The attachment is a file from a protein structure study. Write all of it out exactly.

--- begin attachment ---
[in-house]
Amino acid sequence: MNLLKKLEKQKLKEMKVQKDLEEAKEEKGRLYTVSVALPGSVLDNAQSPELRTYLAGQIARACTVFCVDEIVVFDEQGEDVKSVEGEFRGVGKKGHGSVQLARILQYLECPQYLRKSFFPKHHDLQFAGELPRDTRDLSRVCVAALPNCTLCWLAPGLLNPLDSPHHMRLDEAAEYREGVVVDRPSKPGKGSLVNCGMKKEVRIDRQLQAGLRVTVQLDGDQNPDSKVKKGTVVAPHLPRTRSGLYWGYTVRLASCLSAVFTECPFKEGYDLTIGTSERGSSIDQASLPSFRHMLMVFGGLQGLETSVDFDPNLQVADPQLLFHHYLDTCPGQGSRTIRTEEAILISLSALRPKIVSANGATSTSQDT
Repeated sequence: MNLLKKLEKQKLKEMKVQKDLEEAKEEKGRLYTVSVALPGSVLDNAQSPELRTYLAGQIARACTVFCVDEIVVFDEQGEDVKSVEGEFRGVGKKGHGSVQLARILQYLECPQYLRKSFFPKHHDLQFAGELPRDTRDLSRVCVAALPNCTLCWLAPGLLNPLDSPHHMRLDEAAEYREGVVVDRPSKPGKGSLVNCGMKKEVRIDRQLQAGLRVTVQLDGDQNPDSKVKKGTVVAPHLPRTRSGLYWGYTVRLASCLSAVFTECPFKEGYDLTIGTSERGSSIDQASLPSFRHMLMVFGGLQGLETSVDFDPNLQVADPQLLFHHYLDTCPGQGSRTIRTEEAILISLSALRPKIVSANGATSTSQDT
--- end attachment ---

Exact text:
[in-house]
Amino acid sequence: MNLLKKLEKQKLKEMKVQKDLEEAKEEKGRLYTVSVALPGSVLDNAQSPELRTYLAGQIARACTVFCVDEIVVFDEQGEDVKSVEGEFRGVGKKGHGSVQLARILQYLECPQYLRKSFFPKHHDLQFAGELPRDTRDLSRVCVAALPNCTLCWLAPGLLNPLDSPHHMRLDEAAEYREGVVVDRPSKPGKGSLVNCGMKKEVRIDRQLQAGLRVTVQLDGDQNPDSKVKKGTVVAPHLPRTRSGLYWGYTVRLASCLSAVFTECPFKEGYDLTIGTSERGSSIDQASLPSFRHMLMVFGGLQGLETSVDFDPNLQVADPQLLFHHYLDTCPGQGSRTIRTEEAILISLSALRPKIVSANGATSTSQDT
Repeated sequence: MNLLKKLEKQKLKEMKVQKDLEEAKEEKGRLYTVSVALPGSVLDNAQSPELRTYLAGQIARACTVFCVDEIVVFDEQGEDVKSVEGEFRGVGKKGHGSVQLARILQYLECPQYLRKSFFPKHHDLQFAGELPRDTRDLSRVCVAALPNCTLCWLAPGLLNPLDSPHHMRLDEAAEYREGVVVDRPSKPGKGSLVNCGMKKEVRIDRQLQAGLRVTVQLDGDQNPDSKVKKGTVVAPHLPRTRSGLYWGYTVRLASCLSAVFTECPFKEGYDLTIGTSERGSSIDQASLPSFRHMLMVFGGLQGLETSVDFDPNLQVADPQLLFHHYLDTCPGQGSRTIRTEEAILISLSALRPKIVSANGATSTSQDT